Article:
By Dylan Valic, Editor In Chief
The university is currently considering options to host an in-person commencement ceremony for the class of 2021, according to an email sent to students by Chief of Student Affairs Michael Berthel on March 29.
“The health and well-being of our graduates and community is our number one priority, and the University is awaiting additional information from health and safety officials before deciding our final plan for Commencement,” the email stated. “As we await further direction, the University is exploring options to hold an in-person ceremony for graduates. The ceremony would be streamed live so family and friends can be part of your special day.”
A follow up email sent by the Long Island University Commencement Team on Friday, April 2, reaffirmed the universities goal for an in-person ceremony.
“Our goal is to hold an in-person ceremony for graduates to attend that would be streamed live so family and friends can be part of your special day,” the email stated.
Students have mixed feelings about what format they would prefer for their ideal commencement ceremony.
Senior psychology major Nicole Ludwig would not be comfortable attending an in-person ceremony.
“COVID-19 is still a concern to me and I have several immunocompromised family members. I don’t want to put their well-being at risk for something that at the end of the day is just one day of my life,” she said. “We can celebrate in other meaningful ways, even if it does suck a little.”
Ludwig would prefer the event to be held virtually.
“If circumstances were different, then of course I’d want in-person, but virtual is both the safest and most realistic option for how 2021 is going,” she said.
Senior psychology major Shayla Harris agrees with Ludwig, and would prefer the event to be held virtually for the safety of everyone involved.
“I’m fully vaccinated, but I would not be comfortable with such a large gathering where most people would not be fully vaccinated, and I would not be comfortable knowing that the administration almost certainly did not ask the faculty and staff who would have to put on the event if they would be comfortable,” she said.
Harris believes that college graduations across the country should be held virtually this year and that students should have small individual gatherings with family and friends, rather than coming all together for one big ceremony.
“Students will have parties with their families and friends for their graduation, as is their right, but there is no reason for all of us to gather together with everyone’s friends and families,” she said. “Students could even gather with their friends and families in their backyards and watch the virtual graduation ceremony, and still have all the emotional moments they want without exposing everyone else to their family’s germs.”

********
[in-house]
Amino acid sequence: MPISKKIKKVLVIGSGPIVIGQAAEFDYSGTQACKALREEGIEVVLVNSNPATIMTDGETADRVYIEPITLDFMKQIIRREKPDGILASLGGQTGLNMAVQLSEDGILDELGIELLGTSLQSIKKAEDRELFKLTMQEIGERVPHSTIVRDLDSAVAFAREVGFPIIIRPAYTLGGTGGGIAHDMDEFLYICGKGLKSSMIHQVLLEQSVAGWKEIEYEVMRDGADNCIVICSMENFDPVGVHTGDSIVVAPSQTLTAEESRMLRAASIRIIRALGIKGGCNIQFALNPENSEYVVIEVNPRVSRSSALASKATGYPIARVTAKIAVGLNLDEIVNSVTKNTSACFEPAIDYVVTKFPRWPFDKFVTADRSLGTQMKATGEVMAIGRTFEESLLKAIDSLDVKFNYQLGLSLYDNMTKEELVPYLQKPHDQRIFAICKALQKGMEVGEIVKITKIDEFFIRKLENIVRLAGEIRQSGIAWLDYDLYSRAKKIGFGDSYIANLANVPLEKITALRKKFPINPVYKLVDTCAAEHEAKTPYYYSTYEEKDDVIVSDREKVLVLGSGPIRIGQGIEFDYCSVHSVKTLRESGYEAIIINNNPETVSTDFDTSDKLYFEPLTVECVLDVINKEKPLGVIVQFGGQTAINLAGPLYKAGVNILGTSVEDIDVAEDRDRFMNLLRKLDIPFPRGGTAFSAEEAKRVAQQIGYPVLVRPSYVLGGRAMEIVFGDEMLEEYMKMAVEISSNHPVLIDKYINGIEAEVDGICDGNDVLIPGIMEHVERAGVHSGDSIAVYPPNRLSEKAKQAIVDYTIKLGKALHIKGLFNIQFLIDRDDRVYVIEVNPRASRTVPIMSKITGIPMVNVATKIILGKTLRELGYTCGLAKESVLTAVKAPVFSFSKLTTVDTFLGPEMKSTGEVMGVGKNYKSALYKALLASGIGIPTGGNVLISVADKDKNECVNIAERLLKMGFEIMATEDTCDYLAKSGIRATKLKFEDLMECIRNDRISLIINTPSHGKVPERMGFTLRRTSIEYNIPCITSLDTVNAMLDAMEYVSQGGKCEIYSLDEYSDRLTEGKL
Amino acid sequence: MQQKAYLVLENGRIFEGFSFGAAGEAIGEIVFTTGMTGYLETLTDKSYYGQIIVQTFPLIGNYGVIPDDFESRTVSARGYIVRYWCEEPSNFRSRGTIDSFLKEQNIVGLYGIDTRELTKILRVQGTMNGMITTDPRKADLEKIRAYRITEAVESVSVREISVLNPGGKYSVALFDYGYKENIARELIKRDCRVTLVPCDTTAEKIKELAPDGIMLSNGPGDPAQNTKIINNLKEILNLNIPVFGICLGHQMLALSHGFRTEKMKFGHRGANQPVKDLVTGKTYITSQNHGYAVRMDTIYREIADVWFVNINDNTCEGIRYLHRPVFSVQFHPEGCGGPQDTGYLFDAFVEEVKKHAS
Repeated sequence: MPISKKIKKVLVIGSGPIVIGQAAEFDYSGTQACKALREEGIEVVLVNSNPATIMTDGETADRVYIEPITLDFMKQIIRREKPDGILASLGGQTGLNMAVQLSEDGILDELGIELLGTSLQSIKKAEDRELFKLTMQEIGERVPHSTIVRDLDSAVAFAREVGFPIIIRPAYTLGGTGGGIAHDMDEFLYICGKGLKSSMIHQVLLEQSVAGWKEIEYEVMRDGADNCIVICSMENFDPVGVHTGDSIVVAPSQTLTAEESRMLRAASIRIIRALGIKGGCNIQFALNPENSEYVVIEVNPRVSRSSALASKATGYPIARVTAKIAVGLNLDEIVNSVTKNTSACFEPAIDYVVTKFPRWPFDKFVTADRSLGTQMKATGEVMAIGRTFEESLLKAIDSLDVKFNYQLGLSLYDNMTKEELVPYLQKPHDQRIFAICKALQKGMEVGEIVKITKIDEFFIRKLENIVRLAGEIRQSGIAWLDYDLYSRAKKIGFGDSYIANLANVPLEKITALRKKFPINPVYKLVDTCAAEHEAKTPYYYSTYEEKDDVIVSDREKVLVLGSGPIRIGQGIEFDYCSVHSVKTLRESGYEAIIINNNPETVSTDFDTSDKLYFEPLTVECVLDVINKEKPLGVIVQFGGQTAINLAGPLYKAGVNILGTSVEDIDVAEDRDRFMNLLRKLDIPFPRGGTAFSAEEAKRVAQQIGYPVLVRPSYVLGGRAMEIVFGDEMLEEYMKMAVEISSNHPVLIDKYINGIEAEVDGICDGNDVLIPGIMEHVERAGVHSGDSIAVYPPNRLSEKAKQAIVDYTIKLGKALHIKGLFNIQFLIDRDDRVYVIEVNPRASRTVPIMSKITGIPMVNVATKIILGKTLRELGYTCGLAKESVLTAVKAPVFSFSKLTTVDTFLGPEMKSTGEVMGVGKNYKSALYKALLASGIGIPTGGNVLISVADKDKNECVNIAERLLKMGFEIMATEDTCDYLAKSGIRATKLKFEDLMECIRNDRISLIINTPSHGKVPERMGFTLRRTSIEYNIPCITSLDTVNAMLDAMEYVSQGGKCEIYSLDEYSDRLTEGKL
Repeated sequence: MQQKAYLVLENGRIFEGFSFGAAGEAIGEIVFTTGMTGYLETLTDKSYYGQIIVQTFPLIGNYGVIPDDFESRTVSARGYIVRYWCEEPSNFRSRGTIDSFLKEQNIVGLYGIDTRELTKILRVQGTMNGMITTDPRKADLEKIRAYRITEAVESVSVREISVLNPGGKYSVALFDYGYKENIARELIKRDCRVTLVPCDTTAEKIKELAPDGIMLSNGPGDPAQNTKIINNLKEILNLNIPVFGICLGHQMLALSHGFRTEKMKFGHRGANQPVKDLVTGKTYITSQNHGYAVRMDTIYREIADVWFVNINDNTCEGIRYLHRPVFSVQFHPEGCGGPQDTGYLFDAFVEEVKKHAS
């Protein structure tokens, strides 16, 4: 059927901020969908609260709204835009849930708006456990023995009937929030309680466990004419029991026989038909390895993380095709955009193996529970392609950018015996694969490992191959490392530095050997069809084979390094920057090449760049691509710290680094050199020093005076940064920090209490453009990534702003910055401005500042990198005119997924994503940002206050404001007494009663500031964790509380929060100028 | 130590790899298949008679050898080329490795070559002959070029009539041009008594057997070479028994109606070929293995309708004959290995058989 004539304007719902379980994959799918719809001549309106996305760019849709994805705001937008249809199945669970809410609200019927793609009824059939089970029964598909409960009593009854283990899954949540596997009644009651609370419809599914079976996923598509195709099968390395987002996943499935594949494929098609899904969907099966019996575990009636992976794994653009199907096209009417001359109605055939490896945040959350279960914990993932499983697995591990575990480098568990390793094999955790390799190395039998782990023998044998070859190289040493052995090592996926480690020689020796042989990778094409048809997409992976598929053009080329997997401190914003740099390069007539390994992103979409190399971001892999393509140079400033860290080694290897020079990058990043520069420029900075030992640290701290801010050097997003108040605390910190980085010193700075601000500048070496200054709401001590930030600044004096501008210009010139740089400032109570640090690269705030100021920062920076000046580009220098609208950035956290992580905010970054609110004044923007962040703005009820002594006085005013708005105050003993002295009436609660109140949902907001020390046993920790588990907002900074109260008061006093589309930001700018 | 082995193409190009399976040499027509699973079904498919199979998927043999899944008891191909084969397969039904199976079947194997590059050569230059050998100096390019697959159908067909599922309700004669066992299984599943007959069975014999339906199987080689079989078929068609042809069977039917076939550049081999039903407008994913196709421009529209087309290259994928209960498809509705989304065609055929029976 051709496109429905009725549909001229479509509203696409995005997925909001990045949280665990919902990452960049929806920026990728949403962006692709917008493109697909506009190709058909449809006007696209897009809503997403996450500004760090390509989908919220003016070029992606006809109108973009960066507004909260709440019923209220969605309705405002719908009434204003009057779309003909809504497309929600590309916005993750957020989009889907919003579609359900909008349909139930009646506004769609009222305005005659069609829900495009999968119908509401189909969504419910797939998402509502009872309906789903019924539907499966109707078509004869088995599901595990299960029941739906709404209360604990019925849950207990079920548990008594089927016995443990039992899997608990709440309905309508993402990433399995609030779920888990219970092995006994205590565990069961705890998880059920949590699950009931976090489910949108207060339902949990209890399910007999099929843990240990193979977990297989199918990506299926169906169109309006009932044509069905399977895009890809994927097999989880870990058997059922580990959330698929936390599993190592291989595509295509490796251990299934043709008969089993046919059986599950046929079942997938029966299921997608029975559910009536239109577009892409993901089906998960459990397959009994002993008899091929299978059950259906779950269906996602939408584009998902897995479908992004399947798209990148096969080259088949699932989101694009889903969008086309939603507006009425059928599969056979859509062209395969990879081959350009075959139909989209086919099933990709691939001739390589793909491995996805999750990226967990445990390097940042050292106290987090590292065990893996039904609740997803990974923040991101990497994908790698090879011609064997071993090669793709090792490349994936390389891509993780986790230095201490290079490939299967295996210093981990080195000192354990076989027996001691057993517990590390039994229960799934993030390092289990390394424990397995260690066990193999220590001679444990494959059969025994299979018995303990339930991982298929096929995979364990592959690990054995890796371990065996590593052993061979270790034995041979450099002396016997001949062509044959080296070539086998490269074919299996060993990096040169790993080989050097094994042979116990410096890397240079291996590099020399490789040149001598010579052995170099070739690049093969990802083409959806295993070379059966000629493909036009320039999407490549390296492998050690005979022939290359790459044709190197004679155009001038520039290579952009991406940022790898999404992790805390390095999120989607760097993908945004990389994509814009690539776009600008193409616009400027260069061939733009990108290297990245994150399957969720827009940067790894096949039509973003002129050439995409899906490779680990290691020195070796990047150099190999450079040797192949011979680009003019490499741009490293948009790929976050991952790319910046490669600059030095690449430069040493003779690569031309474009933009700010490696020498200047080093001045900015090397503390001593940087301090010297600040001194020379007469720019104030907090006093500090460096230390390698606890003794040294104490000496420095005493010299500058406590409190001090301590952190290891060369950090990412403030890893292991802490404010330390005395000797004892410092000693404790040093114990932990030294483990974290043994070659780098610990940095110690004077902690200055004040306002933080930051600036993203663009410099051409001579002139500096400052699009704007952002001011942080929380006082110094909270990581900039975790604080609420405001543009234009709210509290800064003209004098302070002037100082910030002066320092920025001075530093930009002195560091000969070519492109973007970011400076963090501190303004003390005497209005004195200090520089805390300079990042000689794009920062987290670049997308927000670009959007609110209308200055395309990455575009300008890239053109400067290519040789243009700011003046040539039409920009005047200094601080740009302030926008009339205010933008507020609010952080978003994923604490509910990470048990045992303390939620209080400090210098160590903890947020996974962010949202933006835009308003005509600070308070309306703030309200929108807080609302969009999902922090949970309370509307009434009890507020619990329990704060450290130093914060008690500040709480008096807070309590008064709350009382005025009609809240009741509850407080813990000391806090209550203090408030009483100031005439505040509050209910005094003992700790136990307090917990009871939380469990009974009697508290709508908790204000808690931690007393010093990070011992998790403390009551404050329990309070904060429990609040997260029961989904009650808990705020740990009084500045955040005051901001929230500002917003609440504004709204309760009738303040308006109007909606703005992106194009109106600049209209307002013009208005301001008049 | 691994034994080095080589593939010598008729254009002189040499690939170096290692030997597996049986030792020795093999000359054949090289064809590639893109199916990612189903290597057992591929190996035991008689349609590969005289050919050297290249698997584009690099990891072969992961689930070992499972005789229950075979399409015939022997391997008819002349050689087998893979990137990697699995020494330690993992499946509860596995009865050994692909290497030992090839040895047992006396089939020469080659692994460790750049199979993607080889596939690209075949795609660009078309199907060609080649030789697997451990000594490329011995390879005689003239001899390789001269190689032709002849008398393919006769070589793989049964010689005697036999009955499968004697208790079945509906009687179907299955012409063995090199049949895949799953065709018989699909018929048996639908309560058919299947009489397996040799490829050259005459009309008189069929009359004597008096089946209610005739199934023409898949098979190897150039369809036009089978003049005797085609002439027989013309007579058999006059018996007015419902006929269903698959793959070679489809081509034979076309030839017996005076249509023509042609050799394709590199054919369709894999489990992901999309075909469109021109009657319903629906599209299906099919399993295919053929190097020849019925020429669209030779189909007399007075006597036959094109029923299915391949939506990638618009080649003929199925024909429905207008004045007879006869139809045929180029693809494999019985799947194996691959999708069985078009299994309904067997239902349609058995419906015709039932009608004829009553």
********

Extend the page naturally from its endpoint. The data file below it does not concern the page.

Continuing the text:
Senior psychology, criminal justice and philosophy major, J. Fordsman, prefers the idea of an in-person ceremony, as long as it is held with safety in mind.
“If we do an in-person graduation where all the students are there, but no parents and guests are, then I’m one hundred percent okay with that,” he said.
Senior art therapy major, Kiki Griffin, would prefer an in-person ceremony, but understands why the university might decide to change to an all virtual format.
“You are graduating from college and you always thought you would walk, so I would definitely be sad if I didn’t get a chance to walk,” she said, “but then again it’s a really big accomplishment just to be graduating, so I’m excited to graduate and see what the future holds for me.”
One idea being implemented by other universities is having an in person ceremony for the graduating class, while family and friends would watch virtually from home.
Senior art therapy major Emma Herrmann described the idea of a live streamed graduation as “the new normal.”
“It’s a little sad, but it will be cool to be able to do that with our peers,” she said.
Ludwig believes that prohibiting family members from attending the ceremony would defeat the purpose of hosting it in the first place.
“A ceremony is meaningful for a lot of people because their family or loved ones are there. Also, if you’re concerned to the point where we have to limit who comes, then there probably shouldn’t be an in-person ceremony at all. That in itself, to me, is admitting that it’s too risky,” she said.
Regardless of what format the university decides for hosting commencement, Griffin plans to make the most of it.
“Either way I’m going to go outside, celebrate with friends and we’re all going to throw our caps up in the air one way or another,” she said.
The commencement ceremony for the class of 2021 will take place on Thursday, May 13. A format has yet to officially be announced.